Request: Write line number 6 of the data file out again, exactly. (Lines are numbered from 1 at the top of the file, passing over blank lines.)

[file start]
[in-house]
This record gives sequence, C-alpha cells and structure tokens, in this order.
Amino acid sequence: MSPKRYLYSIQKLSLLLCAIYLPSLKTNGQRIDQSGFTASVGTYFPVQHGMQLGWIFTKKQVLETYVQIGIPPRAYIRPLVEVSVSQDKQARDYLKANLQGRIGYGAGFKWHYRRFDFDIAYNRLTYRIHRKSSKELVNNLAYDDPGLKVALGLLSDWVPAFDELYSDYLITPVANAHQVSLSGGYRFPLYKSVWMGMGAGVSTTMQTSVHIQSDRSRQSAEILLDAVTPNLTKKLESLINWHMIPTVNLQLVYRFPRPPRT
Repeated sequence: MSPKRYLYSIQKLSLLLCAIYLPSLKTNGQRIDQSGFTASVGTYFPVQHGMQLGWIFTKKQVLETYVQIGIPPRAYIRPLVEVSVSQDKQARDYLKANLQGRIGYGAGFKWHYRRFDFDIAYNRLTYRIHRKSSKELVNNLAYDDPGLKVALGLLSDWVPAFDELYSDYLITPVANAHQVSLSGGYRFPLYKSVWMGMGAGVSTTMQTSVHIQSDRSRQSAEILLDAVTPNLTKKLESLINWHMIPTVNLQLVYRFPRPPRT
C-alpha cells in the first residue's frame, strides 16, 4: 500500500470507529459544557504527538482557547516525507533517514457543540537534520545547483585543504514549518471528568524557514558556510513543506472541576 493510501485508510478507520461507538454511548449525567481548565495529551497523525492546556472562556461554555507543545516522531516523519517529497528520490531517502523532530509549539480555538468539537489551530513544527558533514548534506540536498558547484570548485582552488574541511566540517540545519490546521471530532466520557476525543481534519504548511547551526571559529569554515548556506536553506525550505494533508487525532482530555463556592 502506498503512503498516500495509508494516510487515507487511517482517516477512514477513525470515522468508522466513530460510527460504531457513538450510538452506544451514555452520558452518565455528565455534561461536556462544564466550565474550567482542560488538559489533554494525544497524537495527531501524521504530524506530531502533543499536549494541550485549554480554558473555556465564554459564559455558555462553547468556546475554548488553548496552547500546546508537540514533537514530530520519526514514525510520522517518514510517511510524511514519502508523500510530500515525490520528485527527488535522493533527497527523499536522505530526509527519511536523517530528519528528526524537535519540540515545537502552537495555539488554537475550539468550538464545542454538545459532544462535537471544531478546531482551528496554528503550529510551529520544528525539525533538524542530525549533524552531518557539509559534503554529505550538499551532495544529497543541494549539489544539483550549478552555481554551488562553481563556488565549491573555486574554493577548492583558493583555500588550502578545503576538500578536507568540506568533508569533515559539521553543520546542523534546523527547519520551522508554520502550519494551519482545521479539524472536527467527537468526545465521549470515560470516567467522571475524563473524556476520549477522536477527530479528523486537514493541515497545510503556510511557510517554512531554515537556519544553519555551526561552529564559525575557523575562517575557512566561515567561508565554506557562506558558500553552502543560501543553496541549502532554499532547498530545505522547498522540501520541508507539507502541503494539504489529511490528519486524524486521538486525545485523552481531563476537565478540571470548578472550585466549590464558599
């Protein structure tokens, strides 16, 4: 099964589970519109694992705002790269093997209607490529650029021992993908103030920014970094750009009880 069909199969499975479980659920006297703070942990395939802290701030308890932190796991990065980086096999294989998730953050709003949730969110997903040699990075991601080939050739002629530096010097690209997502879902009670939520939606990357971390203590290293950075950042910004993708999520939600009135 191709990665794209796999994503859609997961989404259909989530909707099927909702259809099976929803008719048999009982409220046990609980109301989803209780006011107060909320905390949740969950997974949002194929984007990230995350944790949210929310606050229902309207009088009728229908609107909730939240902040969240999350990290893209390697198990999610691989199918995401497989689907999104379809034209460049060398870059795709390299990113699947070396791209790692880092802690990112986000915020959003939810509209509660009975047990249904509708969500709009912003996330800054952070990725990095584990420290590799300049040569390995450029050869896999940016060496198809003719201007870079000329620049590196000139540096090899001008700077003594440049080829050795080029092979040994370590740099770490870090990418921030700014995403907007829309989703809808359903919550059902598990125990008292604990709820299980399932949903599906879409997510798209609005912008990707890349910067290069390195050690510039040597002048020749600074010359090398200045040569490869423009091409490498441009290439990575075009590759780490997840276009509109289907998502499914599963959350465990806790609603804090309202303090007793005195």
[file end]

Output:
């Protein structure tokens, strides 16, 4: 099964589970519109694992705002790269093997209607490529650029021992993908103030920014970094750009009880 069909199969499975479980659920006297703070942990395939802290701030308890932190796991990065980086096999294989998730953050709003949730969110997903040699990075991601080939050739002629530096010097690209997502879902009670939520939606990357971390203590290293950075950042910004993708999520939600009135 191709990665794209796999994503859609997961989404259909989530909707099927909702259809099976929803008719048999009982409220046990609980109301989803209780006011107060909320905390949740969950997974949002194929984007990230995350944790949210929310606050229902309207009088009728229908609107909730939240902040969240999350990290893209390697198990999610691989199918995401497989689907999104379809034209460049060398870059795709390299990113699947070396791209790692880092802690990112986000915020959003939810509209509660009975047990249904509708969500709009912003996330800054952070990725990095584990420290590799300049040569390995450029050869896999940016060496198809003719201007870079000329620049590196000139540096090899001008700077003594440049080829050795080029092979040994370590740099770490870090990418921030700014995403907007829309989703809808359903919550059902598990125990008292604990709820299980399932949903599906879409997510798209609005912008990707890349910067290069390195050690510039040597002048020749600074010359090398200045040569490869423009091409490498441009290439990575075009590759780490997840276009509109289907998502499914599963959350465990806790609603804090309202303090007793005195």